I'm not able to open the link to Sketchup even though I have the program. I think in general your plan looks good. I started out with a 4 x 8 A-frame with 6 RIR pullets and did just fine. It got a little tight for 6 hens when they were full grown, but I see that it looks like you are planning to attach an outdoor run. Mine only had the 4 x 8 space under the upper coop portion and that wasn't enough. The extra nests are fine since they don't take up coop space anyway, hanging outside the coop. The only suggestion I would make is to have one side of the coop completely hinged to open for cleaning. Little doors to pusha broom thorough won't cut it when it comes to a good Spring cleaning or disinfecting. You want a big door too in case you need to get into the coop to get a bird out if they're sick or whatever. You might even hinge the roof if possible, depending on how far off the ground you are planning. And be careful of the clear roof panels if you live in a sunny hot climate. Radiant heat can get a coop really tooo warm for chickens.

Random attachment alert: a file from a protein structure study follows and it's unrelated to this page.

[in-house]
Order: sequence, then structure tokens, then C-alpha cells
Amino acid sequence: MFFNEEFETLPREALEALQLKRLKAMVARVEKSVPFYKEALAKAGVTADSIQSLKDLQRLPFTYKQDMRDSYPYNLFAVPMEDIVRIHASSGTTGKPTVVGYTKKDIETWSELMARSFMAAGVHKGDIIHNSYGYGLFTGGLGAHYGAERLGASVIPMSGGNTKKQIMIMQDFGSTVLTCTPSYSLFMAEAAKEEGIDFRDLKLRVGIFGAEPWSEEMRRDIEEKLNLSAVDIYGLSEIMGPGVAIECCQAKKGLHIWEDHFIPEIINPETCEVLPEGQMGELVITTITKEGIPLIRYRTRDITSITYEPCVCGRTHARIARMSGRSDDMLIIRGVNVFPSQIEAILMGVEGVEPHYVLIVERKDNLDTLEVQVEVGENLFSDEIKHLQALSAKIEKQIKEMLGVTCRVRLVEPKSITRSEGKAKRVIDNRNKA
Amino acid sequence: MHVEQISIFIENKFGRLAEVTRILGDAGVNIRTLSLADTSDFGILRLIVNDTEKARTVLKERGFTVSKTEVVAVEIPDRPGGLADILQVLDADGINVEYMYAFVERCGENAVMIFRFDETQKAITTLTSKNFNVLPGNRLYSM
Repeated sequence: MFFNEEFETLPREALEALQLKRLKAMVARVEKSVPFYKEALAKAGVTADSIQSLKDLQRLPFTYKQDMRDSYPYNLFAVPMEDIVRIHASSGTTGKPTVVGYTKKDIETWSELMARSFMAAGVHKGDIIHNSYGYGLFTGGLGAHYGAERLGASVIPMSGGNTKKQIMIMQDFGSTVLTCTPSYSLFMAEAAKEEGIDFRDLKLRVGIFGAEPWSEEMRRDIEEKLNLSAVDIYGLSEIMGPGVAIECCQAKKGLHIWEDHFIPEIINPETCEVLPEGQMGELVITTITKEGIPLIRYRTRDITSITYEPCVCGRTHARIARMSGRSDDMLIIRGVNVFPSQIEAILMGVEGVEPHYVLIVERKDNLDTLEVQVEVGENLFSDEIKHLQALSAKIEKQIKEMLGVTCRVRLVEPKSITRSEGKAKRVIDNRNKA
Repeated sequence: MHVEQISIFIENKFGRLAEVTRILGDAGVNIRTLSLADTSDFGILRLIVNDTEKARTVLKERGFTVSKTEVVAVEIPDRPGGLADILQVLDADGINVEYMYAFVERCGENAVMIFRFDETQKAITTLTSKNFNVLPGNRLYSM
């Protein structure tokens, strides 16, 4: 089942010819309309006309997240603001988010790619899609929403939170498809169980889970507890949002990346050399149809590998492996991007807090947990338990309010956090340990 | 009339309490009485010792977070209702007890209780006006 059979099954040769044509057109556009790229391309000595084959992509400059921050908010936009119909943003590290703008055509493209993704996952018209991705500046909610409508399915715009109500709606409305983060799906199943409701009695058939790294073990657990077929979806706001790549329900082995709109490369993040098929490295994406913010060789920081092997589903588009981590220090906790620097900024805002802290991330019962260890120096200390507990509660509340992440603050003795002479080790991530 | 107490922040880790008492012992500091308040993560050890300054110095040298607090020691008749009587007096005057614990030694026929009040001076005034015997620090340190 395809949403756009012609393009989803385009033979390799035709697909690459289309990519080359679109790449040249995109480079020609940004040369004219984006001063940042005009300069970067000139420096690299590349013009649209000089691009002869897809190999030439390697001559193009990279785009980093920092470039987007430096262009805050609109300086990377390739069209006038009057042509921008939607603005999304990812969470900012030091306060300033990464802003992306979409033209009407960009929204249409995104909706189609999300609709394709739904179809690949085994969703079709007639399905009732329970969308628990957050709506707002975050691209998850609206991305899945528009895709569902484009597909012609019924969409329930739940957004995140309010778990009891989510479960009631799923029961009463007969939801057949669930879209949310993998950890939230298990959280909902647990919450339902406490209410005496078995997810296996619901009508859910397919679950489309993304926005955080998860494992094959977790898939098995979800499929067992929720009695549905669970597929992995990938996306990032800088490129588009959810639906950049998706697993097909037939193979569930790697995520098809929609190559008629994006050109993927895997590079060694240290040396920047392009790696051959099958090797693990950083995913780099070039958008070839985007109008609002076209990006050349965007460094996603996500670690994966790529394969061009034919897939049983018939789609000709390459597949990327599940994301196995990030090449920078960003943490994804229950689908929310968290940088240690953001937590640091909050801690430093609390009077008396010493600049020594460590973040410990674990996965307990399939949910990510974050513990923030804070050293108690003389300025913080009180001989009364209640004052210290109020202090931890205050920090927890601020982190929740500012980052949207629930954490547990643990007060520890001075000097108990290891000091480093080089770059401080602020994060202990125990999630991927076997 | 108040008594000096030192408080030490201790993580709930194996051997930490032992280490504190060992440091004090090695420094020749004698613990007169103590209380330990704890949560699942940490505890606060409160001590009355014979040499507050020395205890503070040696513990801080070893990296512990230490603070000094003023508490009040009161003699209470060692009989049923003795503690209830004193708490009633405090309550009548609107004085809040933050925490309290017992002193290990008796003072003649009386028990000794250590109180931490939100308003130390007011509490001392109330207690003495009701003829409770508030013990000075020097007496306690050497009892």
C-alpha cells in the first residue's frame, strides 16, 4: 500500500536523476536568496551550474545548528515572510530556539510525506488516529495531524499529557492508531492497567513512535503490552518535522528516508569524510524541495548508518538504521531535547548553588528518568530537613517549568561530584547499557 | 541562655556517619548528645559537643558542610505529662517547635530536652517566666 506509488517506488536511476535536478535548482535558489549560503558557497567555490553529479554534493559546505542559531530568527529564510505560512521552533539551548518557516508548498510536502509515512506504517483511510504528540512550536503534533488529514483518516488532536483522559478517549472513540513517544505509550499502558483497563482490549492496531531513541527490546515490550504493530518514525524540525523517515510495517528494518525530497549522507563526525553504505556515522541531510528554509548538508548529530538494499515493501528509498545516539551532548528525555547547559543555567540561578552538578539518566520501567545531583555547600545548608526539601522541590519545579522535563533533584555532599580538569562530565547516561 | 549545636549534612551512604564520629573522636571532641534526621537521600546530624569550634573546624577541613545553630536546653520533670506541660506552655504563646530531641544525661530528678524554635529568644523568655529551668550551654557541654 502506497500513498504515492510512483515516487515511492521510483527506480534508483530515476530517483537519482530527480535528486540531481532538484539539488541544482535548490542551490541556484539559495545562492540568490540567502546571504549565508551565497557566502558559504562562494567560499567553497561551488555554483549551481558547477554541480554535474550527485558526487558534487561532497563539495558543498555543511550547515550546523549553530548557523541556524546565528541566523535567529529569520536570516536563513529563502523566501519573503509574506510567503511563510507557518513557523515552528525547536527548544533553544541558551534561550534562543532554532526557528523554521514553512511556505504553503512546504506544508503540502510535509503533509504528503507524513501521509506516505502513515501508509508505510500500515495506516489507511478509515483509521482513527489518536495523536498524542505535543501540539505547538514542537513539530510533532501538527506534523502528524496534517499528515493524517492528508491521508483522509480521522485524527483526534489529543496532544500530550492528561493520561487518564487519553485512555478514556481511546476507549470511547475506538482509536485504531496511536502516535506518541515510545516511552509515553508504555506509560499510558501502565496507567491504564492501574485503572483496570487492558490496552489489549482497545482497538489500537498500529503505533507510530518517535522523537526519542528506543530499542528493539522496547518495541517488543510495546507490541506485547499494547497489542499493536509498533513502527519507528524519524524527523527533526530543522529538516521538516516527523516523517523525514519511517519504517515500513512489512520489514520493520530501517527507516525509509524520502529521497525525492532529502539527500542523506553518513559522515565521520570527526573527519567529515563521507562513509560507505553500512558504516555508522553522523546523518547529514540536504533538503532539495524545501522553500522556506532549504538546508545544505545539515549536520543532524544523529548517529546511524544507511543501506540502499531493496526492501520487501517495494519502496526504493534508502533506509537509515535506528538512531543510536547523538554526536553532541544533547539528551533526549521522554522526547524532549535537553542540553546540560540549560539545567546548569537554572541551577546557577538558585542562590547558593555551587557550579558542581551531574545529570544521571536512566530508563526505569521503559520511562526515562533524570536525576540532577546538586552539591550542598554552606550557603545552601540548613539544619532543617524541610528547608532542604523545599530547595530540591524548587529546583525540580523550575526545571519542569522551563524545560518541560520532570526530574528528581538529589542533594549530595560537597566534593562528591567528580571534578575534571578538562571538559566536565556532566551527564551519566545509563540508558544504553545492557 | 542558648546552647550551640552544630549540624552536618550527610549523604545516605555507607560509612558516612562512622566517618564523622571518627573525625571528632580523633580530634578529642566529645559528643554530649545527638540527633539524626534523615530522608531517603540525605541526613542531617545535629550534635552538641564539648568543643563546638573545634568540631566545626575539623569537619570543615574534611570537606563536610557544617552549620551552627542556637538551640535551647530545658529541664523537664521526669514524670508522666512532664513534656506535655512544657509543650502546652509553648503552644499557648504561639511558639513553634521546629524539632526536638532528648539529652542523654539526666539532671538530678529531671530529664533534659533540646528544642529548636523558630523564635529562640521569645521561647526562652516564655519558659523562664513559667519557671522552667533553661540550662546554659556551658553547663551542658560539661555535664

4. ShockValue

    ShockValue Chillin' With My Peeps

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    West Sound, Washington
    I find I learn best when I have an end goal. Building a chicken coop was the prod I needed to learn the program [​IMG]

    Either way, you should be able to at least download the model I made and see how it looks from 360'. You can turn the "sheeting" layer off to see the skeleton.
     
  5. ShockValue

    ShockValue Chillin' With My Peeps

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    West Sound, Washington
    Quote:Maybe I'm using a newer version of Sketchup? I downloaded it like 2 days ago.